• animal ethics in 200b.c.

Ashoka showed great concern for fairness in the exercise of justice, caution and tolerance in the application of sentences, and regularly pardoned prisoners.

When Ashoka embraced Buddhism in the latter part of his reign, he brought about significant changes in his style of governance, which included providing protection to fauna, and even relinquished the royal hunt. He was perhaps the first ruler in history to advocate conservation measures for wildlife.

However, the edicts of Ashoka reflect more the desire of rulers than actual events; the mention of a 100 ‘panas’ (coins) fine for poaching deer in royal hunting preserves shows that rule-breakers did exist. The legal restrictions conflicted with the practices then freely exercised by the common people in hunting, felling, fishing and setting fires in forests.

  • yeah, but it’s the creation of culture that mattered, not the enforcement of law

Roadside facilities
Along roads I have had banyan trees planted so that they can give shade to animals and men, and I have had mango groves planted. At intervals of eight krosas, I have had wells dug, rest-houses built, and in various places, I have had watering-places made for the use of animals and men. But these are but minor achievements. Such things to make the people happy have been done by former kings. I have done these things for this purpose, that the people might practice the Dhamma. Pilar Edict Nb7 (S. Dhammika)}}

  • urban planning! Making life comfortable.

— (another sitting?)

en.wikipedia.org/wiki/History_of_Japan:

Between the third century and the eighth century, Japan’s many kingdoms and tribes gradually came to be unified under a centralized government, nominally controlled by the Emperor. The imperial dynasty established at this time continues to reign over Japan to this day.

  • there’s the period, but holy shit, imperial up to this day!?

In 794, a new imperial capital was established at Heian-kyō (modern Kyoto), marking the beginning of the Heian period, which lasted until 1185. The Heian period is considered a golden age of classical Japanese culture. Japanese religious life from this time and onwards was a mix of Buddhism, and native religious practices known as Shinto.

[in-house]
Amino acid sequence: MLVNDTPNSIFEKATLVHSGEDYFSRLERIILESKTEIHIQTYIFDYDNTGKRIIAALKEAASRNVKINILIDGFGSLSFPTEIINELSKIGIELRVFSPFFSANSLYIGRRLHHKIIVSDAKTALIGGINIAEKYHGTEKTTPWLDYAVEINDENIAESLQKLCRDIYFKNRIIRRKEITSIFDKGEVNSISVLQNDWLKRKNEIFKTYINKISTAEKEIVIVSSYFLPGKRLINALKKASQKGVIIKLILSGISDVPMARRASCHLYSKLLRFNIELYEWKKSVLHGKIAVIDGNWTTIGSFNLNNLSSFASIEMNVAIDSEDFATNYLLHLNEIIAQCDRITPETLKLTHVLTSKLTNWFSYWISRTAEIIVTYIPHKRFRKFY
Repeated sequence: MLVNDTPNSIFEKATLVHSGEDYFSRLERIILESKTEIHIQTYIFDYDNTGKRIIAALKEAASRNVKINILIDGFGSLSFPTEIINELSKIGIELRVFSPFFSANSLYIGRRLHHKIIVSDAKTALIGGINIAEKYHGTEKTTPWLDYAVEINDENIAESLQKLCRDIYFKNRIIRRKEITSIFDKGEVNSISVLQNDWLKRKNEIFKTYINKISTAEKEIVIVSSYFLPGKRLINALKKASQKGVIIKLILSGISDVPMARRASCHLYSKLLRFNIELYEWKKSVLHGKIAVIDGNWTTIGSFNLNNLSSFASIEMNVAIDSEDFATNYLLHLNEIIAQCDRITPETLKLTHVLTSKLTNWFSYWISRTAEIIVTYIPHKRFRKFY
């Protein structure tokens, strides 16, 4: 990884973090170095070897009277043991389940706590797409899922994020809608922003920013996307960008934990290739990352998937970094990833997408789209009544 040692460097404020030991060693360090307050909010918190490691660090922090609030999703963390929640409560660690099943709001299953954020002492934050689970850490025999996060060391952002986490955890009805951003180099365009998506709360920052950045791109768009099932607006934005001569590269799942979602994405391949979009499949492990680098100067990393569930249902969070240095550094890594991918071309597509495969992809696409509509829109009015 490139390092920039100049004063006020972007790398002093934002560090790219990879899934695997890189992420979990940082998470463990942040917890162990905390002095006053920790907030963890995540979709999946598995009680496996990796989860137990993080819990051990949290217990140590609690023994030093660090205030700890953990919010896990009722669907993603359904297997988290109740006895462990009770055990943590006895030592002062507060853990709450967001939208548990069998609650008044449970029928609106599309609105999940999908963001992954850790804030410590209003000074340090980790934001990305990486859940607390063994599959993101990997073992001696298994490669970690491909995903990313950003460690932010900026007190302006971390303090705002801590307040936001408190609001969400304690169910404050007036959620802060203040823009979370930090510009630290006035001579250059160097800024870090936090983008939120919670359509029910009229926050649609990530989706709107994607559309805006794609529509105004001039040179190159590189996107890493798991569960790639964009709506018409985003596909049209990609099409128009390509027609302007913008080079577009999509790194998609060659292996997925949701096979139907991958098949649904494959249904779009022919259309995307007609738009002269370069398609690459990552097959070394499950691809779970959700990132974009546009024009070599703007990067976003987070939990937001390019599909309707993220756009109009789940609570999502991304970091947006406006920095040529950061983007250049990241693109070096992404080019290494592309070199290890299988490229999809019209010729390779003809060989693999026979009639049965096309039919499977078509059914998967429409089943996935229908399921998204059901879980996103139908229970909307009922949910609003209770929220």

• and there’s the romantic period of urbanization, religion, ethics of normative society, ethics of recluses, etc.

en.wikipedia.org/wiki/Heian_period

The Heian period (平安時代 Heian jidai?) is the last division of classical Japanese history, running from 794 to 1185.[1] The period is named after the capital city of Heian-kyō, or modern Kyōto. It is the period in Japanese history when Buddhism, Taoism and other Chinese influences were at their height. The Heian period is also considered the peak of the Japanese imperial court and noted for its art, especially poetry and literature.

en.wikipedia.org/wiki/Heian_literature,
en.wikipedia.org/wiki/Recluse_literature:

The origins of the literary style known as Recluse Literature has roots in the Taoist movement in China, said to date back to the 3rd or 4th century BCE. Like the recluses of Japan, Taoist philosophers such as Zhuangzi and Laozi advocated a casting off of the bonds of society and government, and instead living a life free of obligations and the pressures of urban life. The first Japanese recluse is considered to be Saigyō Hōshi, who worked as a guard to retired Emperor Toba until the age of 22, at which time for reasons unknown he took the vows of a monk and proceeded to live alone for long periods of time. Following the relocation of the capital from Heian (present day Kyoto) to Kamakura, located 50 km south-south-west of Tokyo, many court aristocrats, due mainly to the influence of Jōdo shū or Pure Land Buddhism, became disillusioned with the standards and practices of government and every day life, and instead chose to live on the outskirts of civilization in isolation. The practice of taking the tonsure (becoming a monk) after life in the Imperial court was not entirely new to Japan, but the concept of doing so and completely retreating from secular life into nature, as opposed to the many Buddhist monasteries around the capital, was considered a novel alternative to these newly disillusioned intellectuals. From this isolation, it was common practice for the recluse to focus his efforts on self-reflection, expressed through the arts such as poetry or the writing of zuihitsu-styled essays.

  • transcendentalism/Daoism in Japan

en.wikipedia.org/wiki/Zuihitsu:

Zuihitsu (随筆?) is a genre of Japanese literature consisting of loosely connected personal essays and fragmented ideas that typically respond to the author’s surroundings.

  • personal essays of reality!